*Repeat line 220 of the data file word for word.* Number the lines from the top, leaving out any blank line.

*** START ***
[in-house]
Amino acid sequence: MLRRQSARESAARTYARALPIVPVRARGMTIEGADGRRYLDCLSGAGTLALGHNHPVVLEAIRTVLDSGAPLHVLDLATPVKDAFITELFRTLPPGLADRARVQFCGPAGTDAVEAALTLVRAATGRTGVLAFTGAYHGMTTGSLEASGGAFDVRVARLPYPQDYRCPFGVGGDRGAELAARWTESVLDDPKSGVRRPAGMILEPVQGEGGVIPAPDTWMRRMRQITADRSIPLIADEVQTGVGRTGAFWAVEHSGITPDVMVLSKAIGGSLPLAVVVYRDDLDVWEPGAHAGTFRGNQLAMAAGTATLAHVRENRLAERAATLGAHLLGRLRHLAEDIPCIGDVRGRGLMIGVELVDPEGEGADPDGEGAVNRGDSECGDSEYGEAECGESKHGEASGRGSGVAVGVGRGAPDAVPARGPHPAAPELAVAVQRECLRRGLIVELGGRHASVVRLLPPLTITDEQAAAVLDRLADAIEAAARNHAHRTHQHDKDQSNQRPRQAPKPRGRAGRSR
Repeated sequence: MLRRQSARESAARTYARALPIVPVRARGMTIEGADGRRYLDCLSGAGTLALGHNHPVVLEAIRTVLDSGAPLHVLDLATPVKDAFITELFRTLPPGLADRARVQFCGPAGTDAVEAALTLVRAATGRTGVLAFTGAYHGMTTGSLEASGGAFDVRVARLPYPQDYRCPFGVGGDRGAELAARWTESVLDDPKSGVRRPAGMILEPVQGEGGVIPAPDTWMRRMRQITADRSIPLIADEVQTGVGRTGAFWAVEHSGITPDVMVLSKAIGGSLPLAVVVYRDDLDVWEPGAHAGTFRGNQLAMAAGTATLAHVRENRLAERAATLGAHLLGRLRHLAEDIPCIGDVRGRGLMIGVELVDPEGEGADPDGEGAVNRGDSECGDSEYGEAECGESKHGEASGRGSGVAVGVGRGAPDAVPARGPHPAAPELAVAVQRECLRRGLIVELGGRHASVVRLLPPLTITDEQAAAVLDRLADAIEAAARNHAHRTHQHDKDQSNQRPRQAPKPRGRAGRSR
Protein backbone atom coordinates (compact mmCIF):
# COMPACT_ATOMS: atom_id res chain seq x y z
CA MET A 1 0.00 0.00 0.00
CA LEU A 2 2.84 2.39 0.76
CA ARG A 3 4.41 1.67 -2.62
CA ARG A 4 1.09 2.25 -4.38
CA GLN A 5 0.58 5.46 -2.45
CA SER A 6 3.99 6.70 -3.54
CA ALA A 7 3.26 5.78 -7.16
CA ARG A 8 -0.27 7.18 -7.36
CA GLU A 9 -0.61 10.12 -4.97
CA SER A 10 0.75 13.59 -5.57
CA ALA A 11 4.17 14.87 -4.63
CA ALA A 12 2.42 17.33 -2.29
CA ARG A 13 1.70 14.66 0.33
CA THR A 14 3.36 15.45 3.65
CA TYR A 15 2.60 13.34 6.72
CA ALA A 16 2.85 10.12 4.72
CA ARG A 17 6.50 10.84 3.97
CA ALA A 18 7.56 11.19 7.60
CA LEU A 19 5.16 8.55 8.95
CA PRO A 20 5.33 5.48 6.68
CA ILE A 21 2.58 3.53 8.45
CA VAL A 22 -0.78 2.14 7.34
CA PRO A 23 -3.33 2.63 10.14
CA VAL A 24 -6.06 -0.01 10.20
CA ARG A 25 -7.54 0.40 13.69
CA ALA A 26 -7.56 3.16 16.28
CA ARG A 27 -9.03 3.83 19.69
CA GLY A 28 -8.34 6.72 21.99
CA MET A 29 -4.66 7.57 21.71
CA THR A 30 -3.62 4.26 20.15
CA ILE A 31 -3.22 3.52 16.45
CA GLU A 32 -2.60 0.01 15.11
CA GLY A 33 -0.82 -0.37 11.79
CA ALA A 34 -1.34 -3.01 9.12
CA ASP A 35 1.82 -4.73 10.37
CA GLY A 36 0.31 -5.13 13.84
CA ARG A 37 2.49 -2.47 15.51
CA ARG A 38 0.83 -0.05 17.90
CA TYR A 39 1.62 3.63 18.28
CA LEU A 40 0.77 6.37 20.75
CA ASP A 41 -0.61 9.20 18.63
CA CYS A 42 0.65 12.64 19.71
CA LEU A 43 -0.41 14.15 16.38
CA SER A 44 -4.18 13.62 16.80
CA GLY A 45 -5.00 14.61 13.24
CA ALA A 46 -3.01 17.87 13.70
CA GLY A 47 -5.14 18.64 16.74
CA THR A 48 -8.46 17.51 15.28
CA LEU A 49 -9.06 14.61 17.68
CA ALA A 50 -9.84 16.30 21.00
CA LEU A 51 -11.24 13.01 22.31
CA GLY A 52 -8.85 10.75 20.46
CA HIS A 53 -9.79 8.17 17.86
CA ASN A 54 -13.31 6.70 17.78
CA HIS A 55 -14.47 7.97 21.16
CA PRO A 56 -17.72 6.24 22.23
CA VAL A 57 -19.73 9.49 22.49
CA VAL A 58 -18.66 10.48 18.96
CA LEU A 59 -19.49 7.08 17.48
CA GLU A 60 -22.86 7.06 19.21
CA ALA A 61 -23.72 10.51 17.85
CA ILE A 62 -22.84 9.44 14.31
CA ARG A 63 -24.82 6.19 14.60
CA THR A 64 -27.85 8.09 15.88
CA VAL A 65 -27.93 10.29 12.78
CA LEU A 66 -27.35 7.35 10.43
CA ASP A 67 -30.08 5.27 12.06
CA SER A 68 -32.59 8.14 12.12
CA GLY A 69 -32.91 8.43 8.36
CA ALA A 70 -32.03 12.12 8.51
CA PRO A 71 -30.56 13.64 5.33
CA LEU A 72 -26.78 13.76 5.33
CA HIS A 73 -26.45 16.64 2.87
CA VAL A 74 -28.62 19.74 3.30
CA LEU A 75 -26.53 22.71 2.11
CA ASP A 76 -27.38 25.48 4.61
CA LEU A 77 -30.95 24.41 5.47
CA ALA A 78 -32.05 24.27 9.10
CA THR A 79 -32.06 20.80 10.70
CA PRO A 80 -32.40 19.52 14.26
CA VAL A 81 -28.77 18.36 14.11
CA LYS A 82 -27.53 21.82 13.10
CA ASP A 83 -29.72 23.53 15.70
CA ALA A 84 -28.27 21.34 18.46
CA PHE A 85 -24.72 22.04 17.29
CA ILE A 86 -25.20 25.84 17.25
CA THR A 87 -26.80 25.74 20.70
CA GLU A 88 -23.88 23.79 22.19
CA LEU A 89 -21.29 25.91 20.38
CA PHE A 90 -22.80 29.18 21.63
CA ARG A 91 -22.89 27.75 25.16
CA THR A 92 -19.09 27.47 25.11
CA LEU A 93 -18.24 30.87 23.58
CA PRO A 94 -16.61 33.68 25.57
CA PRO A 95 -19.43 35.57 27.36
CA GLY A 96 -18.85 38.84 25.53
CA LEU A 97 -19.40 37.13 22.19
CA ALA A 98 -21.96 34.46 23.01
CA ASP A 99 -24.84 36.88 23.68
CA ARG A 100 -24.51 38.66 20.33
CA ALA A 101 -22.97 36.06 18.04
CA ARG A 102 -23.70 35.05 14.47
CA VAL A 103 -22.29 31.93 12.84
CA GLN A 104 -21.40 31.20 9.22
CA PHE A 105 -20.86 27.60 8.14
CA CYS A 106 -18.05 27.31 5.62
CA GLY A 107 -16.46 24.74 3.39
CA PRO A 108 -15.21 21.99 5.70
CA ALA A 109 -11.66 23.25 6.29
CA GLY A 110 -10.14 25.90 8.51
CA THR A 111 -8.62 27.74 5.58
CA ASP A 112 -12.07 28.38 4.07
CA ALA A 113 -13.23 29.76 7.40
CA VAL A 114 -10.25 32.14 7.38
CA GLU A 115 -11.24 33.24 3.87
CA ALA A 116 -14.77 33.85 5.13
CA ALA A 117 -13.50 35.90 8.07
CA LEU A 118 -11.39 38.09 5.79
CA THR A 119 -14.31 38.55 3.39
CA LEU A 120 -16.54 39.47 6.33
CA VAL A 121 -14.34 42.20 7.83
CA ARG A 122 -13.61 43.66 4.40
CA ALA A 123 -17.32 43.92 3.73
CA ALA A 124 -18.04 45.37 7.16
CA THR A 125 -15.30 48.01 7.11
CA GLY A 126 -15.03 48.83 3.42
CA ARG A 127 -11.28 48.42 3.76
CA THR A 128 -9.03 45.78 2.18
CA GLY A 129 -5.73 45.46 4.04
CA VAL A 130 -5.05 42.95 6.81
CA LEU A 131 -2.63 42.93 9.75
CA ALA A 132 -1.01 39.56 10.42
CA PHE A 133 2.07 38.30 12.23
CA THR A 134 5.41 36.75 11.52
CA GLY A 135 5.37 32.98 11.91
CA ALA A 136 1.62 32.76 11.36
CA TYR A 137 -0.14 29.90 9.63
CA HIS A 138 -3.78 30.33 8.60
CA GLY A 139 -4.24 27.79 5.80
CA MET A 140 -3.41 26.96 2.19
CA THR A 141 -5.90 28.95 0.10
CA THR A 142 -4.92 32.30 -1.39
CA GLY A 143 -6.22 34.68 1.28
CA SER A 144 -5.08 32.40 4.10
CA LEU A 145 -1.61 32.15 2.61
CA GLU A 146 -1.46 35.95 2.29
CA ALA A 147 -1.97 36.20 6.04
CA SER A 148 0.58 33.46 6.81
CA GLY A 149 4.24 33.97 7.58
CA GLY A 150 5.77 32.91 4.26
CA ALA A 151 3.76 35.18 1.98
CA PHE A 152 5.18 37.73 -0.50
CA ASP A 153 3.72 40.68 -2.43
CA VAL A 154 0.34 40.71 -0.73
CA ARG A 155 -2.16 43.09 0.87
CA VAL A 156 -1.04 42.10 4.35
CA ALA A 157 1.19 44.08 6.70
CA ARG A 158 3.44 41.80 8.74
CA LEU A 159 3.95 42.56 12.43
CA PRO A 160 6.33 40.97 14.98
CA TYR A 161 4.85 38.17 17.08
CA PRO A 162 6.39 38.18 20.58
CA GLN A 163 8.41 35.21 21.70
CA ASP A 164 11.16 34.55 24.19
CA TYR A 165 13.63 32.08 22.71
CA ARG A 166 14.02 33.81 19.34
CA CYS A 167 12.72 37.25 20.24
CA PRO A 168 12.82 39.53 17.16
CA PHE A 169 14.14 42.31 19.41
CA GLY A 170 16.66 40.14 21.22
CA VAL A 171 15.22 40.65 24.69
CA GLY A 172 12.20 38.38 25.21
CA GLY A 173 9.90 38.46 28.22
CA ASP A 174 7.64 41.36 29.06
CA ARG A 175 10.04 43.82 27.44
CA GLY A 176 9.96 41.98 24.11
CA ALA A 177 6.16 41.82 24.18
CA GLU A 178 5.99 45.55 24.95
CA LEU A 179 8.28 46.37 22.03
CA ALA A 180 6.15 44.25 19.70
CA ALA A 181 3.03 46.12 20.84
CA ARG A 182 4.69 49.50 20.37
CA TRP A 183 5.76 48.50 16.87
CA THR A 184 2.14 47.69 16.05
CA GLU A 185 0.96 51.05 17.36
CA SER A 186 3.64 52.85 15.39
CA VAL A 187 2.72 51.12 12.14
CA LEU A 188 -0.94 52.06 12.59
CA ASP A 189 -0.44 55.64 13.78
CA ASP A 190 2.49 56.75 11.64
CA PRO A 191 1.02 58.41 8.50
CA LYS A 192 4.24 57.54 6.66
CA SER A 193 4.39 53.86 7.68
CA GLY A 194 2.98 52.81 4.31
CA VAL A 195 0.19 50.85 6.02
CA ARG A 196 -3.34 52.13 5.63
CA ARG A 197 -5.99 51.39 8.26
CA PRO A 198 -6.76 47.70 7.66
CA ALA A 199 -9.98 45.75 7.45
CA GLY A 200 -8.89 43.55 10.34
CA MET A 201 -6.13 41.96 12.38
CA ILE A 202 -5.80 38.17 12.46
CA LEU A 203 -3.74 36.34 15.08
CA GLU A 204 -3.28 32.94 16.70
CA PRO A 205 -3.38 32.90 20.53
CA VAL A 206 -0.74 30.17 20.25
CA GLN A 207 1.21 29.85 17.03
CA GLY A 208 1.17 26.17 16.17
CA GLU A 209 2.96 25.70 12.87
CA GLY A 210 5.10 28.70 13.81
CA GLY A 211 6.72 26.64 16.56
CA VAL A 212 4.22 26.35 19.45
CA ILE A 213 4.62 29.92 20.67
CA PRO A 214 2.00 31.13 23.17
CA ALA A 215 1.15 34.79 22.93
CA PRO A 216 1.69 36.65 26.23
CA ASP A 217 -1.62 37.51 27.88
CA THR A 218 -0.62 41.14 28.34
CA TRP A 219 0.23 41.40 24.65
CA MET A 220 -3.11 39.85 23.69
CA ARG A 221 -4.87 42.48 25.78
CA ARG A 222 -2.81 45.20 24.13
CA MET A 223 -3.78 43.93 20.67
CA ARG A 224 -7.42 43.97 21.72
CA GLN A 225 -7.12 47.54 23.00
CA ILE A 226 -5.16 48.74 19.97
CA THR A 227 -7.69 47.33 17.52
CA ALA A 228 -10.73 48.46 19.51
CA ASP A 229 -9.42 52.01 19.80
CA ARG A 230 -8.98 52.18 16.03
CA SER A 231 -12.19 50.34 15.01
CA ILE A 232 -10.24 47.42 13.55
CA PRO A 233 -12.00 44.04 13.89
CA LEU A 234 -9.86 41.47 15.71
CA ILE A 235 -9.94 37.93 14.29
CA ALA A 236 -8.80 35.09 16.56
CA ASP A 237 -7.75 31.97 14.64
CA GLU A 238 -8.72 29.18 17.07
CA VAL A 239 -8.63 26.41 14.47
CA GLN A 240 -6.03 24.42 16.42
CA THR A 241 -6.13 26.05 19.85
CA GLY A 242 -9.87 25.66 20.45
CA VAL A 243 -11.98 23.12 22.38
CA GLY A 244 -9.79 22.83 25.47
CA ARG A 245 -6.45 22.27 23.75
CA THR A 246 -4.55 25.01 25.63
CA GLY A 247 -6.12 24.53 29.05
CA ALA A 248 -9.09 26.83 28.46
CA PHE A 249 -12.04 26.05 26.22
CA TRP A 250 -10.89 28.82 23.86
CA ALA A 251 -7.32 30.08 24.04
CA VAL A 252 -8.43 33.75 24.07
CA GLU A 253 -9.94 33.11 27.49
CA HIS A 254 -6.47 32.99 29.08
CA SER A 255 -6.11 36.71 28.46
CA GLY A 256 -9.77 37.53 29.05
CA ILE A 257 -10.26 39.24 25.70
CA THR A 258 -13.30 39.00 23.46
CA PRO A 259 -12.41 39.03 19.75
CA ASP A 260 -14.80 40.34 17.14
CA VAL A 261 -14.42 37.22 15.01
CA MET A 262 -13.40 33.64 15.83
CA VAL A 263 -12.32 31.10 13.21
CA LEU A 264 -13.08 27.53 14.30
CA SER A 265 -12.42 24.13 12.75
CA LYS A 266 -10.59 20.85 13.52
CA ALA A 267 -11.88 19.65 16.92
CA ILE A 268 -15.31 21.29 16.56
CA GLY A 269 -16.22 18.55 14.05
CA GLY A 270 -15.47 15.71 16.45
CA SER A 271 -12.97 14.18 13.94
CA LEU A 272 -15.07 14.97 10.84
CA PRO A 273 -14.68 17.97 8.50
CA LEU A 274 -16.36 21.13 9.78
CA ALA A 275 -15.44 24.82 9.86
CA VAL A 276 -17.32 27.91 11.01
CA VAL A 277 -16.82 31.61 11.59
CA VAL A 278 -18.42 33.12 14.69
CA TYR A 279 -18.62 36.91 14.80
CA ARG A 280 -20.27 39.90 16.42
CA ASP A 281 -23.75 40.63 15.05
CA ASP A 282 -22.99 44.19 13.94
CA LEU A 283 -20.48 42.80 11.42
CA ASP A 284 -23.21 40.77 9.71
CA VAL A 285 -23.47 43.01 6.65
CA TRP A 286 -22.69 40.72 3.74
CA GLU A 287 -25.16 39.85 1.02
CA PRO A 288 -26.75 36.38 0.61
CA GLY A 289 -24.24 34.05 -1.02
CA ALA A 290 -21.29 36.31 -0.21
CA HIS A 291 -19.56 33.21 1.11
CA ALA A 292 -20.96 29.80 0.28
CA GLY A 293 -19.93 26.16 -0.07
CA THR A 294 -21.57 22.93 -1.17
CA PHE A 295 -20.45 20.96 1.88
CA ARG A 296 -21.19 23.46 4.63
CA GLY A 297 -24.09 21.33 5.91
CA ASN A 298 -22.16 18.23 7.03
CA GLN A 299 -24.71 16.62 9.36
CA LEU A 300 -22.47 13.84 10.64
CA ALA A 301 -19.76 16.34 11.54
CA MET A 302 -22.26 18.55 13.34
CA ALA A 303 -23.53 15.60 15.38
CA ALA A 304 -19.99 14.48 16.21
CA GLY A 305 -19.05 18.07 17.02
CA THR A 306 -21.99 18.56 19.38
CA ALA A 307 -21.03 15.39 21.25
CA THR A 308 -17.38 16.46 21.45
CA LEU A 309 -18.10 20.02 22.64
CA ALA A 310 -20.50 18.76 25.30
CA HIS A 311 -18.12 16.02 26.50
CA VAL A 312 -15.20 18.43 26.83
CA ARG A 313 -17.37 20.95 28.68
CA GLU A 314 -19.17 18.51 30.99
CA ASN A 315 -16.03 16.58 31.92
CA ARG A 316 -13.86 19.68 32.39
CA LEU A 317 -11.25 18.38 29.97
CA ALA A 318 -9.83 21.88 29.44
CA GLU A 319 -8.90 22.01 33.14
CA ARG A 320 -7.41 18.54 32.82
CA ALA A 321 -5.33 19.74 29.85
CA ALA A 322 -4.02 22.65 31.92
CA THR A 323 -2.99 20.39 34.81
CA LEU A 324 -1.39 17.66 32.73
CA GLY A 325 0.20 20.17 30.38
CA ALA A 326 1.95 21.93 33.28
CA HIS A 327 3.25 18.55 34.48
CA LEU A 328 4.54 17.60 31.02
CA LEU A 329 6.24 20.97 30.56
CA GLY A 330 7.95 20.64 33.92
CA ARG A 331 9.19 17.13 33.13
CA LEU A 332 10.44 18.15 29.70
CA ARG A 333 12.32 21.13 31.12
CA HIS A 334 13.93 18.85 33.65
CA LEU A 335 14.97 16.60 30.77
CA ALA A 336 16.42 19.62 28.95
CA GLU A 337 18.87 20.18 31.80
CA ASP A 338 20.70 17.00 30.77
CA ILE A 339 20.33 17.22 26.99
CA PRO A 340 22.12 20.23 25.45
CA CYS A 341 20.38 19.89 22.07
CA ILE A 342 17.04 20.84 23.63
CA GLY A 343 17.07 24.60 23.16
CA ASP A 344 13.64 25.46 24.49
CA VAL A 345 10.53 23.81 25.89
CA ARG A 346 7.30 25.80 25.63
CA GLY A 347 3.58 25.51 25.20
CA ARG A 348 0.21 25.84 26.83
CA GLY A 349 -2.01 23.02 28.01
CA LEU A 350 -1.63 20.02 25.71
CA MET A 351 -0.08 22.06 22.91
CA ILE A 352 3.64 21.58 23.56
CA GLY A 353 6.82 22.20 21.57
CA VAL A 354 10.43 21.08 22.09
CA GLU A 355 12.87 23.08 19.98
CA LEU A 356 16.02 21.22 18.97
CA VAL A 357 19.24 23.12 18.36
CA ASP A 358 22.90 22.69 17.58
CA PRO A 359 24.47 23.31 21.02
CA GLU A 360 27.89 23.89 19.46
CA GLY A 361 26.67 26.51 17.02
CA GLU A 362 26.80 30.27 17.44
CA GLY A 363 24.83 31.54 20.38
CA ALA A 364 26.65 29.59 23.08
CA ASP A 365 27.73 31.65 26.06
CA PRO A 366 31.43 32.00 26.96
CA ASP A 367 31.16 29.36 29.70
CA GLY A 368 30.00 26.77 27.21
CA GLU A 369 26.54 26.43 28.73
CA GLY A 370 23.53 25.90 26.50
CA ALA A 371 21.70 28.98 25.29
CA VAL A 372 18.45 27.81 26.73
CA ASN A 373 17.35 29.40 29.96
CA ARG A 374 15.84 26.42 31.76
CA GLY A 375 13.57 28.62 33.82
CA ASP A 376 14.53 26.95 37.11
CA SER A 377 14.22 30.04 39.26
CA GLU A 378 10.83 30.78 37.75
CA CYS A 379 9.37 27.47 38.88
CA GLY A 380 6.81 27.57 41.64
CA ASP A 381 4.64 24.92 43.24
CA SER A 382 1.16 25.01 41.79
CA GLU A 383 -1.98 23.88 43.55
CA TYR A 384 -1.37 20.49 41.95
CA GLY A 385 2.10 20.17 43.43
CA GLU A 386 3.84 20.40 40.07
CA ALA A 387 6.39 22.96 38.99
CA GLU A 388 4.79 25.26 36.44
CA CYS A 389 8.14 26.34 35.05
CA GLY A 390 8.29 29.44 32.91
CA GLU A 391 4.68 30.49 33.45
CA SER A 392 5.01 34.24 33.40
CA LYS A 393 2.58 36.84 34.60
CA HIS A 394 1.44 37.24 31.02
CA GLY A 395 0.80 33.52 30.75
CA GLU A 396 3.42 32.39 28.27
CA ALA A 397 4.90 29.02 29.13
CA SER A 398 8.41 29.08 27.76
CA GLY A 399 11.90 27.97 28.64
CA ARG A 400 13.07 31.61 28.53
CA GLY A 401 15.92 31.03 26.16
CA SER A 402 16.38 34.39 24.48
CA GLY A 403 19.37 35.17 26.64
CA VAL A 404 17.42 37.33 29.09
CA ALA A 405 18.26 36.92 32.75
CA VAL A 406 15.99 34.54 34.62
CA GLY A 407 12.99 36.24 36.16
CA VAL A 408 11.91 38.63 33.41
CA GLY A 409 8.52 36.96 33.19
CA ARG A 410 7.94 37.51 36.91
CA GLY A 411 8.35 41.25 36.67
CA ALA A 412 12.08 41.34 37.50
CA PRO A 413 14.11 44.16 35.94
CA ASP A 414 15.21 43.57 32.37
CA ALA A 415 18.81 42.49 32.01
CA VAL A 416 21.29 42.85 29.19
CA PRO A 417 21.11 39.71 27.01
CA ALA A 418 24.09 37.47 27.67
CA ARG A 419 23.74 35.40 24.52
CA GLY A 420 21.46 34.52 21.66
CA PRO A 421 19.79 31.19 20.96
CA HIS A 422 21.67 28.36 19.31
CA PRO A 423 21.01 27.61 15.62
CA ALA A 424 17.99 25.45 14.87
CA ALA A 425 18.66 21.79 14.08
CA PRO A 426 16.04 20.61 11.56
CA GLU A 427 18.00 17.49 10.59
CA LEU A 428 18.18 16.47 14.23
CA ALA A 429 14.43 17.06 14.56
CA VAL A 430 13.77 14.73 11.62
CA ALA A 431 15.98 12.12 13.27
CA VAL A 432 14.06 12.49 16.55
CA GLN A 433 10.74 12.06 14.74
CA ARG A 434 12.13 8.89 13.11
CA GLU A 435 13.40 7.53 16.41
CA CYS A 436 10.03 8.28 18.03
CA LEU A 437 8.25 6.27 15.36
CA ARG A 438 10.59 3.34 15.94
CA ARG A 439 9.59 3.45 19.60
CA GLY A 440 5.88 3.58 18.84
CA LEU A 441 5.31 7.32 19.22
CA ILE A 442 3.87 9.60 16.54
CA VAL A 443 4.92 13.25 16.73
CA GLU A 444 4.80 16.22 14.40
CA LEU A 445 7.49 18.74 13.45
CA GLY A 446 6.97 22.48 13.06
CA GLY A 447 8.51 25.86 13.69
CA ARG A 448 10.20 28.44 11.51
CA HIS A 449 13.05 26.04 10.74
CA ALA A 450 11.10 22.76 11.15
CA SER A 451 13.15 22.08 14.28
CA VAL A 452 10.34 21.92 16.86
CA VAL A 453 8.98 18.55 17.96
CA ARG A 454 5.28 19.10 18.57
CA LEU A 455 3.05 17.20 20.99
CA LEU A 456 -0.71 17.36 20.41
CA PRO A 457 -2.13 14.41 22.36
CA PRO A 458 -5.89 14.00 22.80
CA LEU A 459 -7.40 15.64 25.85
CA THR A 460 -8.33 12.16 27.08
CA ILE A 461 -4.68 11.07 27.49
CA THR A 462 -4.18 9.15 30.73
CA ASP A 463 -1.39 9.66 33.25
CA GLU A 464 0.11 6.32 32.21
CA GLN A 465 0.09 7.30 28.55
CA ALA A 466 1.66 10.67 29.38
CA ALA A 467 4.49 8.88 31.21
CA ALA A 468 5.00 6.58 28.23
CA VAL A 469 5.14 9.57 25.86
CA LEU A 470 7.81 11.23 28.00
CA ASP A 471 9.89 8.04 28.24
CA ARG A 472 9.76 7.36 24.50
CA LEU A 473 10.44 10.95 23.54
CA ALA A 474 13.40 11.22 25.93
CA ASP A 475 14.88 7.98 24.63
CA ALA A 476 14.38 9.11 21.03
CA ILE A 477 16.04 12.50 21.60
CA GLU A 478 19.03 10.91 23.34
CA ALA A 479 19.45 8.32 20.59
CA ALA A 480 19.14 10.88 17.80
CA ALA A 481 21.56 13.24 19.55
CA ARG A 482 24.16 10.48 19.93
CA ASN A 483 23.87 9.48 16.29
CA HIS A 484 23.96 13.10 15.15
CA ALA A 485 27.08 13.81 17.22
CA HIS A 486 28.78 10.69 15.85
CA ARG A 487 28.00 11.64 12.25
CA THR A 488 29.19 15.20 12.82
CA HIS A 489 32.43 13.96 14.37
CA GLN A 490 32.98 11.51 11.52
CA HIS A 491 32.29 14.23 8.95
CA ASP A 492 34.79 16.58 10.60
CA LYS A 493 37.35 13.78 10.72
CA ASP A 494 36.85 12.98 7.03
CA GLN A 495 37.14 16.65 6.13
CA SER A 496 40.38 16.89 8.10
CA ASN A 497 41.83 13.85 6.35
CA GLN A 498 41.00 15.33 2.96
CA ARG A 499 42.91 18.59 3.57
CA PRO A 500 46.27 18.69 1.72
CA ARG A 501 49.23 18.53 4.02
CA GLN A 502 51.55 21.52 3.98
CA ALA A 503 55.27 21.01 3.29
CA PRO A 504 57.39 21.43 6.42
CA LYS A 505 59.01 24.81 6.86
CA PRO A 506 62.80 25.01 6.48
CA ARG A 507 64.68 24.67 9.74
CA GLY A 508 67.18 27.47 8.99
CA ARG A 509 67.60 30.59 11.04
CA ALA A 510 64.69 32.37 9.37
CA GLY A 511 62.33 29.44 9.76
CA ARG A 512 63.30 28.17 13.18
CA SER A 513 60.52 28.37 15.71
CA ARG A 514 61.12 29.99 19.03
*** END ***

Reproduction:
CA ALA A 215 1.15 34.79 22.93